Steps 1-6 were on the list of formal actions, but today we move on to the nonviolent informal actions, the actions that might seem harmless, but are on the playlist of every successful nonviolent campaign.

This is where we laugh at them.

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– images courtesy of Marilyn Wood, a fellow activist and friend, taken during DC demonstrations on Thursday. Senator Elizabeth Warren was the only person who joined them in the streets. 300 people were arrested. Marilyn wrote to me: “It matters most that we fight back.”

Step 6: We will not yield

It’s the eve of the vote that may confirm Brett Kavanaugh as Supreme Court Justice, and if the collective wave of rage and grief is about to pull you under, I’m here to ask you to hang in there. Not because I want to try to convince you that what seems inevitable won’t happen – but because our voices deserve to be heard.

In the words of Senator Maxine Waters, “I will not yield.”

Thirty years from now, I want to look be able to look back on this night and remember that I didn’t stay silent. Here are the calls I’m making, and if you want to join me, stop by and tell me what happened when you called.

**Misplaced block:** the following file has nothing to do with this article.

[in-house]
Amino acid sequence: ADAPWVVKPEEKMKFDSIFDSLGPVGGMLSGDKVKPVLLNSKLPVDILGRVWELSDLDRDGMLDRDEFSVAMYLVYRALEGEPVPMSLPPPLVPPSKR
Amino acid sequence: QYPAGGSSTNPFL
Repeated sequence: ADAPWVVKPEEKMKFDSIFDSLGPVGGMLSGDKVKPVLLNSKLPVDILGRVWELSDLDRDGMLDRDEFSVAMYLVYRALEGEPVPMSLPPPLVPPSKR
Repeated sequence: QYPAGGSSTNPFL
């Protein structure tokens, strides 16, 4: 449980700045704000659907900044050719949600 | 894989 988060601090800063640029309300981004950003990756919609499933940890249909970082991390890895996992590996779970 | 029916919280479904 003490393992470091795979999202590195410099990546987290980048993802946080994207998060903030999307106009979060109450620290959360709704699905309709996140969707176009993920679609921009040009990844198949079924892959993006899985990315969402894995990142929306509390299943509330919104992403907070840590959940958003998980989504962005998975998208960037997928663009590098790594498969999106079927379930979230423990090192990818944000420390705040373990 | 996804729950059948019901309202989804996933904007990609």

Call these Senators tonight

Lisa Murkowski: 202-224-6665

to urge her to stay the course / VOTE NO on Kavanaugh

Susan Collins: 202-224-2523

to tell her she has just betrayed every survivor, and she can still VOTE NO on Kavanaugh

Jeff Flake: 202-224-4521

to remember the women in the elevator, and he can still VOTE NO on Kavanaugh

Joe Manchin: (202) 224-3954

to remind him that he can change his mind VOTE NO on Kavanaugh

Lindsey Graham: (202) 224-5972

to remind him that John McCain is watching

Joe Donnelly: (202) 224-4814

to ask him to VOTE NO on Kavanaugh (and grow a pair while he’s at it)

Then I’ll call my own senators, one Democrat (“thank you”) and one Republican (“Pennsylvania will vote you out”) and call it a night.

No, I will not yield.

 

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Why do I keep posting these steps? Because research shows that no government can survive if just 3.5% of the population maintains:

active

sustained

non-violent

participation.

 

There’s a playbook, and I’ve got a copy. Societies have passed it around the globe, and it works. Every time.

Call your Senators, then pour yourself a drink or order a pizza and come tell me about it.

We are here for each other.